Hundreds of thousands of people will have the chance to marvel at the talents of dozens of artists when Bristol's latest art trail takes to the city's streets in June.
Sixty 'life-sized' unicorns will be placed across a wide area for locals and visitors to explore over the summer.
Jodie Hancock, of 'Unicornfest' explains: "Unicorns were featured on the original Bristol crest and what better year than 2023, when we're celebrating 650 years of Bristol, to revive the unicorn and bring it back to the city?"
It's the latest trail in what has become a tradition for Bristol, having previously seen gorillas (2011), Gromit (2013) and Shaun the Sheep (2015) draw huge crowds, many ticking-off sightings of the entire collection.
A dedicated app will again map this year's entries, which extended to Weston-super-Mare, Cheddar Gorge and Chew Valley.
Some artists have been working on their creations for months, all producing original pieces which will be auctioned off in October in aid of Leukaemia Care.
Bristol artist, Key, will be showcasing his work for the first time in public.
"I had the idea of it being a black unicorn because it's the opposite of what we generally see," says the 23-year-old. "It's really exciting, a bit daunting but mainly exciting because it's a big step in the art career for me in being able to show something publicly. I have got a lot of art to get out there eventually but this is a step in the right direction."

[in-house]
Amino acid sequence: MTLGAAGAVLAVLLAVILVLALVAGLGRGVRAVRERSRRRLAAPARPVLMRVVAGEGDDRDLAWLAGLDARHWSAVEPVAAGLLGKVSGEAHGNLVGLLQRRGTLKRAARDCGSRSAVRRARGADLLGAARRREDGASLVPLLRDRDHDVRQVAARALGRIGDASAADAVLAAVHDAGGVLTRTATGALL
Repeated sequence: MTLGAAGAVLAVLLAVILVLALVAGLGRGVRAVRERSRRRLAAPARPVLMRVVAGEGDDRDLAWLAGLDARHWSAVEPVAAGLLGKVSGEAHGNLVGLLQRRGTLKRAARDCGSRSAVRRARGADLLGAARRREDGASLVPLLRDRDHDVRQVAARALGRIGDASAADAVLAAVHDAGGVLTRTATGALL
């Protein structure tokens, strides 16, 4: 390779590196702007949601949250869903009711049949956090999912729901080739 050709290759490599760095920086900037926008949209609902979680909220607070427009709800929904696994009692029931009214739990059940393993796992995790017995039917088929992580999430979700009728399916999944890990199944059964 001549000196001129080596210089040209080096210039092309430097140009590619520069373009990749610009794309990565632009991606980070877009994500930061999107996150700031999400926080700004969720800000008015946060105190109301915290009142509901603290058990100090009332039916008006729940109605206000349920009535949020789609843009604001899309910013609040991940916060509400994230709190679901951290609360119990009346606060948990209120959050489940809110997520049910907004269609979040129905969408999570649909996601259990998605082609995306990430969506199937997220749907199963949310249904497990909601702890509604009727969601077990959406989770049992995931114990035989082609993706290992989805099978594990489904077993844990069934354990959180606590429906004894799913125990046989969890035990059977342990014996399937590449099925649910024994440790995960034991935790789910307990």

Fellow creative HazardOne spray-painted her creation, working in a shopping centre basement.
"When you get someone saying 'hi, seen your work before, please could you paint a unicorn', I thought it was a joke at the beginning," she says. "I've painted cars, I've painted a Boeing 727, I've painted all sorts but never a unicorn. I have now."
Forty 'foals' will also be painted by local schools and community groups to try to involve as wide an audience as possible.
Jodie adds: "We just hope that they bring joy, spark creativity and really bring Bristol together, whether it's the creative scene or the Bristol businesses who have got involved or the schools, we just want to celebrate our city as much as possible."